4 CEOs Who Are/Were Reportedly Grumpy Cats
The world inhabited by Fortune 500 CEOs is undoubtedly filled with long days, long nights, lots of espresso and lots of pressure. If the old saying, that “to whom much is given, much is required,” is true, a lot is required of these guys and girls.
It is no wonder, then, that many top CEOs of the past and present are said to be very short-tempered, and not the kind of people you want play around with. Though the ranks of Fortune 500 leaders may have its fair share or groovy cats, today we will take a look at four of the Fortune 500’s 'grumpy cat' CEOs.
By now everyone knows that the Apple (NASDAQ: AAPL) co-founder was said to have been a fiercely demanding leader. It reportedly didn’t take much to get on his grumpy side. For example, Jobs’ biographer Walter Isaacson recounts a time when Jobs chewed out an elderly Whole Foods employee because she wasn’t making his smoothie the way he thought she should. He reportedly felt bad about the incident later.
Billionaire visionary or not, that’s just plain grumpy – and one of many such stories told by those who knew Jobs.
How grumpy does a CEO have to be in order to single out and ridicule employees whose babies were born with health problems, and then proceed to more or less blame them for the company’s healthcare costs?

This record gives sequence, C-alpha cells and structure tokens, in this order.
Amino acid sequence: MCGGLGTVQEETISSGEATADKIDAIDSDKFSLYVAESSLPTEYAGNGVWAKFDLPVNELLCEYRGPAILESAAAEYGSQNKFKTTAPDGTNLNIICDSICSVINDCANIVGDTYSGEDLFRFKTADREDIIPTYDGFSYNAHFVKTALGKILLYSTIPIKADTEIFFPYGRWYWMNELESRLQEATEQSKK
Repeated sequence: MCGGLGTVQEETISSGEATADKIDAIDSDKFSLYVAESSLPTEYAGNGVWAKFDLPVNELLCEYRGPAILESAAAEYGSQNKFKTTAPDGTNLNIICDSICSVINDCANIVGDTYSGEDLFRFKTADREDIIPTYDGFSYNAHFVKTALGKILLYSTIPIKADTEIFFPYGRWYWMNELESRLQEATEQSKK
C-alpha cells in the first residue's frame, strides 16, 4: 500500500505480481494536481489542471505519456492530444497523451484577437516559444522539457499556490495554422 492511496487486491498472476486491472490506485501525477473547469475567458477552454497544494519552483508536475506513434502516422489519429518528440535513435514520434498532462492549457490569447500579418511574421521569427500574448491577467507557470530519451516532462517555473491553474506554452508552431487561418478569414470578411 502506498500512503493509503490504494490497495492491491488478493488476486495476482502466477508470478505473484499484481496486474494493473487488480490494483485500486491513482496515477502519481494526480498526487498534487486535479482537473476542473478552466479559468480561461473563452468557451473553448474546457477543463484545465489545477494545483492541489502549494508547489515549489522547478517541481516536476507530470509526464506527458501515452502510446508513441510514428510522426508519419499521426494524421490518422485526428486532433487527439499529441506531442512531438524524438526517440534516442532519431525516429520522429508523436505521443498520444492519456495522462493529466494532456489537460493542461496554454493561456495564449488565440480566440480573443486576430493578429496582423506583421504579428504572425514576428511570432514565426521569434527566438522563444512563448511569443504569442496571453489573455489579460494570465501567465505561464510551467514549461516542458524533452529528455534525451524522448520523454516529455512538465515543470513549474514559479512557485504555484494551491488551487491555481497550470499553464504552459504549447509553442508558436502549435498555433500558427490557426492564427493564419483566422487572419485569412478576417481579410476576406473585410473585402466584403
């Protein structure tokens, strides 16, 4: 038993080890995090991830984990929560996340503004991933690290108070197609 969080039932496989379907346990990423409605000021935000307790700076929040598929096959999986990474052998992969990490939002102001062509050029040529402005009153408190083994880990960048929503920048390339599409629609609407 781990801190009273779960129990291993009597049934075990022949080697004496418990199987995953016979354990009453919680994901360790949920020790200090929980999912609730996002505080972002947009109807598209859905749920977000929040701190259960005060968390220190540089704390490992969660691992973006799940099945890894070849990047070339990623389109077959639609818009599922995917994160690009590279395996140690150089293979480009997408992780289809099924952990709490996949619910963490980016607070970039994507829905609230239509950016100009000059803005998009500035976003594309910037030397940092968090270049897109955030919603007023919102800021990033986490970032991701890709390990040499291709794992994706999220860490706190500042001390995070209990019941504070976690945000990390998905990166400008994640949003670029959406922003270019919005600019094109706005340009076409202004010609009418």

Former head of personal technology giant Hewlett Packard (NYSE: HPQ), Carly Fiorina, earned her way onto our grumpy list the old fashioned way – by having employees train their own replacements and then firing them.
This kind of tactic smacks of something dreamed up in the union busing days of the 19th century. But it was Fiorina who put the supposedly cost-saving technique to work in the 21st century. According to a 2008 Entrepreneur magazine article, some employees booed her at company meetings. It appears that grumpiness is contagious.
The Oracle (NYSE: ORCL) head is known for being incredibly grumpy, and incredibly rich. Ellison has made just about as much money and just about as many enemies as anyone in Silicon Valley.
Take this example from 2010: After Mark Hurd was let go from Hewlett Packard following a sex scandal, predictably all of the business media elite voiced their opinions about the move. Ellison voiced his opinion by writing to the New York Times that this was an “idiot” move, on par with Apple letting go of Steve Jobs years before – though not for sexual indiscretions. This caused Fortune’s Philip Elmer-Dewitt to comment that, perhaps, Oracle had lower ethical standards than HP, and he went on to insinuate that Ellison himself had perhaps gotten his hands dirty around the Oracle office in a similar fashion.
Ellison, true to grump billionaire fashion, fired back with an email – the subject line of which was “Hey Jerk.” In it, Ellison reminded Elmer-Dewitt that the woman who had accused him of sexual harassment had gone to jail for a year on perjury charges.
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